# Patent application title: PROCESSING TECHNIQUE FOR AN IMPEDANCE BIOSENSOR

##
Inventors:
Dean Messing (Camas, WA, US)
Dean Messing (Camas, WA, US)

Assignees:
Sharp Laboratories of America, Inc.

IPC8 Class:

USPC Class:
702 19

Class name: Data processing: measuring, calibrating, or testing measurement system in a specific environment biological or biochemical

Publication date: 2013-09-26

Patent application number: 20130253840

## Abstract:

A system for determining impedance includes receiving a time varying
voltage signal from a biosensor and receiving a time varying current
signal from the biosensor. The time varying voltage signal and the time
varying current signal are transformed to a domain that represents
complex impedance values. Calculating parameters based upon the impedance
values in a manner suitable to automatically select a first endpoint of
an analysis aperture in a region of interest.## Claims:

**1.**A method for calculating parameters comprising: (a) receiving a time varying voltage signal associated with a biosensor; (b) receiving a time varying current signal associated with said biosensor; (c) transforming said time varying voltage signal and said time varying current signal to a domain that represents complex impedance values; (d) calculating parameters based upon said impedance values in a manner suitable to automatically select a first endpoint of an analysis aperture in a region of interest.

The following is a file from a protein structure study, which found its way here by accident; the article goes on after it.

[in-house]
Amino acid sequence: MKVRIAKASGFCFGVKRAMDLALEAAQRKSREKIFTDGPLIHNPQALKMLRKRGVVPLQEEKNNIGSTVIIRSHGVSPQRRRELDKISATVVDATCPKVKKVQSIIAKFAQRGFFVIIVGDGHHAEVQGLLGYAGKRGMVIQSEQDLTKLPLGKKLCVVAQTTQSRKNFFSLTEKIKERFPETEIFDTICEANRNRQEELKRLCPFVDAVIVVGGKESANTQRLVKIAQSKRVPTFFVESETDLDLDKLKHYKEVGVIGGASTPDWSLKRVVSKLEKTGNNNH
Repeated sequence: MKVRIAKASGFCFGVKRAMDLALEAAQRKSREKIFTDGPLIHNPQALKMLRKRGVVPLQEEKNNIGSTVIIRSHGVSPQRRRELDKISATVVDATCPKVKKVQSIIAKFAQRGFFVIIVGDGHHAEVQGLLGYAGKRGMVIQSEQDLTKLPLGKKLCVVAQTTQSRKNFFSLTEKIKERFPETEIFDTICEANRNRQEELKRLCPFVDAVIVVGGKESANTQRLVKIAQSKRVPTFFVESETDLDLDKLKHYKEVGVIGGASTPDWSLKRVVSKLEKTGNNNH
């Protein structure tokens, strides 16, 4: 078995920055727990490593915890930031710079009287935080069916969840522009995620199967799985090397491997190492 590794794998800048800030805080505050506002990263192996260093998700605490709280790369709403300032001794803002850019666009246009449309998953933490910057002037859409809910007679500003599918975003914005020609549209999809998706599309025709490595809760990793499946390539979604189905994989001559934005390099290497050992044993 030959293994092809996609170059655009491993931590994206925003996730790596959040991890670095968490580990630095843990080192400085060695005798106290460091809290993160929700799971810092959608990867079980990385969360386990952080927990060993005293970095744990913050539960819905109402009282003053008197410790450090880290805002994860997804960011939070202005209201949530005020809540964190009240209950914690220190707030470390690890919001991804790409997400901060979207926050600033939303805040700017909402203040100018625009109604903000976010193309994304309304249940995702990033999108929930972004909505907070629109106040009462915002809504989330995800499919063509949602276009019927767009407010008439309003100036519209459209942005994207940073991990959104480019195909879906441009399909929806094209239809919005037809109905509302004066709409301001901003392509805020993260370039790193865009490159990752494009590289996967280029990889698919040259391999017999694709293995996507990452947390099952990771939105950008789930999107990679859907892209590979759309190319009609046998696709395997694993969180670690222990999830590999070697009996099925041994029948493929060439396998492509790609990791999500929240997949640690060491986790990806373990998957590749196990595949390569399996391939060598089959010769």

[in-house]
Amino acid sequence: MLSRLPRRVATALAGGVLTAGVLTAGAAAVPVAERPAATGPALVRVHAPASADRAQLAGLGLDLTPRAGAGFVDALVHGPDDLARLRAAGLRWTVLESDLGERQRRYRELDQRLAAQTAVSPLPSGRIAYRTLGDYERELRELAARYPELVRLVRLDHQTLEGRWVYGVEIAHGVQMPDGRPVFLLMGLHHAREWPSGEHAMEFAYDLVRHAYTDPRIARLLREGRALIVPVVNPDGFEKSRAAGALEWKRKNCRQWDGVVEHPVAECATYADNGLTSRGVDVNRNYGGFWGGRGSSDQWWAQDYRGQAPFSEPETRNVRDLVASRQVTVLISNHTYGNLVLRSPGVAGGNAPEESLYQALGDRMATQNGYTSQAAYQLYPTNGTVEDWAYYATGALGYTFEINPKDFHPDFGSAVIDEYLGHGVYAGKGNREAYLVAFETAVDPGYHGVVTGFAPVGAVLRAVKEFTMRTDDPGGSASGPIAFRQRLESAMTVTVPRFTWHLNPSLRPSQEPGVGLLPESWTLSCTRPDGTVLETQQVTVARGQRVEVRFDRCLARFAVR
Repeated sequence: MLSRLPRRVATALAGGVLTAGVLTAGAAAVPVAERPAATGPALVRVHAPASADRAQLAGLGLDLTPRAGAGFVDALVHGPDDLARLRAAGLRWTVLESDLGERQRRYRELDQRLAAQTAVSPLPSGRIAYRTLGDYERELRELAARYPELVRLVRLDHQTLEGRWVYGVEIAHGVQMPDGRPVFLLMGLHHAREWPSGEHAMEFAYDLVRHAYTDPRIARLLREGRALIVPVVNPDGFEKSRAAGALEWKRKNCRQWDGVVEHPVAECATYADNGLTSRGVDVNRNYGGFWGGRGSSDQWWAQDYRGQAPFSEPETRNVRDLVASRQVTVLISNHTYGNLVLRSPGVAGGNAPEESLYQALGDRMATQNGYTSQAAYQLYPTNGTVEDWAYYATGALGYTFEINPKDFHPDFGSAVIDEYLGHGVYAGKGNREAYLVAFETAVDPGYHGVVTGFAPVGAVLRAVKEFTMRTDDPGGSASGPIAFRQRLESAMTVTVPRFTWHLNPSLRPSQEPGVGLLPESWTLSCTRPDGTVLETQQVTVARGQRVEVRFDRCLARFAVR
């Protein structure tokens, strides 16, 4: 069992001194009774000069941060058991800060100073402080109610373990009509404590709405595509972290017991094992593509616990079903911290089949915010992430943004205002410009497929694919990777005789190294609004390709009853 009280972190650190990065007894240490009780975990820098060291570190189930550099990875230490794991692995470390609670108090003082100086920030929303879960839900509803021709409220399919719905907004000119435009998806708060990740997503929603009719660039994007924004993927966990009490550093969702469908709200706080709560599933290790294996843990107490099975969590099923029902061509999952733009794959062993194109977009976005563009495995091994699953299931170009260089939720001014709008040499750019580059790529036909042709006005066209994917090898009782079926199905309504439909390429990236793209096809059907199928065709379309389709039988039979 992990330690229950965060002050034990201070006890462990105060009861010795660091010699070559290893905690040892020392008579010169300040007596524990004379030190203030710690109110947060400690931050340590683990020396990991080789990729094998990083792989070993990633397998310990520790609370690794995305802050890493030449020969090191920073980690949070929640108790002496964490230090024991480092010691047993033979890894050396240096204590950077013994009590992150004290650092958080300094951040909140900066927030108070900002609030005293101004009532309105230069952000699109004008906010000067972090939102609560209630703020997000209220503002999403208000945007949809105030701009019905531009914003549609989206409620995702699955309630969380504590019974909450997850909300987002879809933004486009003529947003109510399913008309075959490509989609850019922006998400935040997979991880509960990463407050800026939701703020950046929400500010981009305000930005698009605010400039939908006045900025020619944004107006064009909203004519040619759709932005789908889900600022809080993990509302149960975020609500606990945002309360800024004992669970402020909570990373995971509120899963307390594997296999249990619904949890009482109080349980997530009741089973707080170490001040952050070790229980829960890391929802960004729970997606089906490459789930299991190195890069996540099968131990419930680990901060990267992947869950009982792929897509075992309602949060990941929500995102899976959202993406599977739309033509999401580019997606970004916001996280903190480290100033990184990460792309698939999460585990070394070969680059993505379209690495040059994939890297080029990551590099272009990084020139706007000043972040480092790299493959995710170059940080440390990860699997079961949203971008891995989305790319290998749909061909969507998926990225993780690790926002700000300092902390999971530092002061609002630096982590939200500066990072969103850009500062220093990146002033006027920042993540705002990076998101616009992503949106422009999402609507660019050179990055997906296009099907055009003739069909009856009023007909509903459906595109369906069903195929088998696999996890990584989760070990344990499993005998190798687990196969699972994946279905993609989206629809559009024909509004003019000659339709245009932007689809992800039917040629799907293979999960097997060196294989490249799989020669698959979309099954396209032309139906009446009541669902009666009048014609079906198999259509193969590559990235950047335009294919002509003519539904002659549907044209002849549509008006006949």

**2.**The method of claim 1 wherein said analysis aperture is substantially between injection disturbances.

**3.**The method of claim 2 wherein said analysis aperture is substantially in a region of binding response.

**4.**The method of claim 1 wherein said analysis aperture is substantially in a region of an elution response.

**5.**The method of claim 1 wherein said selection of said analysis aperture is based upon a decay.

**6.**The method of claim 1 wherein said first endpoint is a left endpoint of said analysis aperture.

**7.**The method of claim 6 wherein a second endpoint of said analysis aperture is based upon said first endpoint.

**8.**The method of claim 1 wherein said analysis aperture is based upon an increasing noise variance.

**9.**The method of claim 1 wherein said analysis aperture is based upon a mean determination.

**10.**The method of claim 1 wherein said analysis aperture is based upon an error function.

**11.**The method of claim 1 wherein said analysis aperture is based upon a single profile.

**12.**The method of claim 1 wherein said analysis aperture is based upon a plurality of profiles.

**13.**The method of claim 1 wherein said analysis aperture is based upon a variation as a function of time.

**14.**The method of claim 1 wherein said analysis aperture includes a constraint prohibiting the consideration of indices which are not physically permitted by a signal model.